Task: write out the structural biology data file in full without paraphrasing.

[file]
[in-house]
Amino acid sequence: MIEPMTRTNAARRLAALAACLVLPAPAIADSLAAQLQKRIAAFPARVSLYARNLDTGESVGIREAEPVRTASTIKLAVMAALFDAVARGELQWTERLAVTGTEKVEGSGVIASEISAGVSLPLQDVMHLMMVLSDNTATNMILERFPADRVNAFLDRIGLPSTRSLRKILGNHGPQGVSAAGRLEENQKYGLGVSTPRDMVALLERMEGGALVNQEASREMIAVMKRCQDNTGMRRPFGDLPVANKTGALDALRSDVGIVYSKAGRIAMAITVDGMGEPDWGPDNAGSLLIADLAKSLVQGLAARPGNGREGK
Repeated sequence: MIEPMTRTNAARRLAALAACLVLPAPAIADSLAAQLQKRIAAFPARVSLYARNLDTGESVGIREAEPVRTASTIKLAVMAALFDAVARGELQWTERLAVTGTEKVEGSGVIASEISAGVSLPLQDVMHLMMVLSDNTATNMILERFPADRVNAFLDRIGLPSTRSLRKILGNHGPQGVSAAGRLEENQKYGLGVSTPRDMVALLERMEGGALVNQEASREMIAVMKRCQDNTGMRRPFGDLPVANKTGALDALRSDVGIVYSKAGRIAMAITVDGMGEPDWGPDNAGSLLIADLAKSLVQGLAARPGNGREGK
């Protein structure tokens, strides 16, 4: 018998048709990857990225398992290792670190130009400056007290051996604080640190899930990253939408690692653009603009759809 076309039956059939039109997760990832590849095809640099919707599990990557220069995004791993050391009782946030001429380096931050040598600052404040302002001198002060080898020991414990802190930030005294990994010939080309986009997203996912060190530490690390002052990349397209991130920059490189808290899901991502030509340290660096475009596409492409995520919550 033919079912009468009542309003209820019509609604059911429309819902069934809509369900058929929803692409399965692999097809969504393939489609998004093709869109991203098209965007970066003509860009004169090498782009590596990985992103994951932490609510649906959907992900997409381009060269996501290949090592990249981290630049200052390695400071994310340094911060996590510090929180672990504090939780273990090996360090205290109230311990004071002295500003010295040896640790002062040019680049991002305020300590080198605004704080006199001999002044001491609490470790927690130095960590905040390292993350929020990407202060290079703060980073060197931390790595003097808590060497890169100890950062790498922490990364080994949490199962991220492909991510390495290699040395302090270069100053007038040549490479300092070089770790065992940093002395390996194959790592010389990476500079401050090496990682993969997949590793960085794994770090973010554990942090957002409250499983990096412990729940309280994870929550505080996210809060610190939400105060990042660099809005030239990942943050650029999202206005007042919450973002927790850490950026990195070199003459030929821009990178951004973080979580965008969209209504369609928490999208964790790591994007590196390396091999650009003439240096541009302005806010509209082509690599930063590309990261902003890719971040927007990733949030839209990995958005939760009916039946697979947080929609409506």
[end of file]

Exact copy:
[in-house]
Amino acid sequence: MIEPMTRTNAARRLAALAACLVLPAPAIADSLAAQLQKRIAAFPARVSLYARNLDTGESVGIREAEPVRTASTIKLAVMAALFDAVARGELQWTERLAVTGTEKVEGSGVIASEISAGVSLPLQDVMHLMMVLSDNTATNMILERFPADRVNAFLDRIGLPSTRSLRKILGNHGPQGVSAAGRLEENQKYGLGVSTPRDMVALLERMEGGALVNQEASREMIAVMKRCQDNTGMRRPFGDLPVANKTGALDALRSDVGIVYSKAGRIAMAITVDGMGEPDWGPDNAGSLLIADLAKSLVQGLAARPGNGREGK
Repeated sequence: MIEPMTRTNAARRLAALAACLVLPAPAIADSLAAQLQKRIAAFPARVSLYARNLDTGESVGIREAEPVRTASTIKLAVMAALFDAVARGELQWTERLAVTGTEKVEGSGVIASEISAGVSLPLQDVMHLMMVLSDNTATNMILERFPADRVNAFLDRIGLPSTRSLRKILGNHGPQGVSAAGRLEENQKYGLGVSTPRDMVALLERMEGGALVNQEASREMIAVMKRCQDNTGMRRPFGDLPVANKTGALDALRSDVGIVYSKAGRIAMAITVDGMGEPDWGPDNAGSLLIADLAKSLVQGLAARPGNGREGK
């Protein structure tokens, strides 16, 4: 018998048709990857990225398992290792670190130009400056007290051996604080640190899930990253939408690692653009603009759809 076309039956059939039109997760990832590849095809640099919707599990990557220069995004791993050391009782946030001429380096931050040598600052404040302002001198002060080898020991414990802190930030005294990994010939080309986009997203996912060190530490690390002052990349397209991130920059490189808290899901991502030509340290660096475009596409492409995520919550 033919079912009468009542309003209820019509609604059911429309819902069934809509369900058929929803692409399965692999097809969504393939489609998004093709869109991203098209965007970066003509860009004169090498782009590596990985992103994951932490609510649906959907992900997409381009060269996501290949090592990249981290630049200052390695400071994310340094911060996590510090929180672990504090939780273990090996360090205290109230311990004071002295500003010295040896640790002062040019680049991002305020300590080198605004704080006199001999002044001491609490470790927690130095960590905040390292993350929020990407202060290079703060980073060197931390790595003097808590060497890169100890950062790498922490990364080994949490199962991220492909991510390495290699040395302090270069100053007038040549490479300092070089770790065992940093002395390996194959790592010389990476500079401050090496990682993969997949590793960085794994770090973010554990942090957002409250499983990096412990729940309280994870929550505080996210809060610190939400105060990042660099809005030239990942943050650029999202206005007042919450973002927790850490950026990195070199003459030929821009990178951004973080979580965008969209209504369609928490999208964790790591994007590196390396091999650009003439240096541009302005806010509209082509690599930063590309990261902003890719971040927007990733949030839209990995958005939760009916039946697979947080929609409506």